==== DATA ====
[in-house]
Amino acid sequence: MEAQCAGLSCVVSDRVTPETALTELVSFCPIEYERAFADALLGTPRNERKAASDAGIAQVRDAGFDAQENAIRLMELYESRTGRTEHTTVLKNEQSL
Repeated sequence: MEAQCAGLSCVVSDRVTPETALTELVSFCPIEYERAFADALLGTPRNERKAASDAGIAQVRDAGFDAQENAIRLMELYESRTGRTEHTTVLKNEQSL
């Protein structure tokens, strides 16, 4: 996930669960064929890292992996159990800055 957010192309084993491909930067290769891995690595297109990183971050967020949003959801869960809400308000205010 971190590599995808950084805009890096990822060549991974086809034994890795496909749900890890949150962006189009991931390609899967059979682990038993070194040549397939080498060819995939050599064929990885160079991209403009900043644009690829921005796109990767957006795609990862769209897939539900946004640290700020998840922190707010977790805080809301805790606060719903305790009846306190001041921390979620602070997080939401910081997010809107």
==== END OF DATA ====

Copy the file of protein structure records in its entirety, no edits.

[in-house]
Amino acid sequence: MEAQCAGLSCVVSDRVTPETALTELVSFCPIEYERAFADALLGTPRNERKAASDAGIAQVRDAGFDAQENAIRLMELYESRTGRTEHTTVLKNEQSL
Repeated sequence: MEAQCAGLSCVVSDRVTPETALTELVSFCPIEYERAFADALLGTPRNERKAASDAGIAQVRDAGFDAQENAIRLMELYESRTGRTEHTTVLKNEQSL
């Protein structure tokens, strides 16, 4: 996930669960064929890292992996159990800055 957010192309084993491909930067290769891995690595297109990183971050967020949003959801869960809400308000205010 971190590599995808950084805009890096990822060549991974086809034994890795496909749900890890949150962006189009991931390609899967059979682990038993070194040549397939080498060819995939050599064929990885160079991209403009900043644009690829921005796109990767957006795609990862769209897939539900946004640290700020998840922190707010977790805080809301805790606060719903305790009846306190001041921390979620602070997080939401910081997010809107």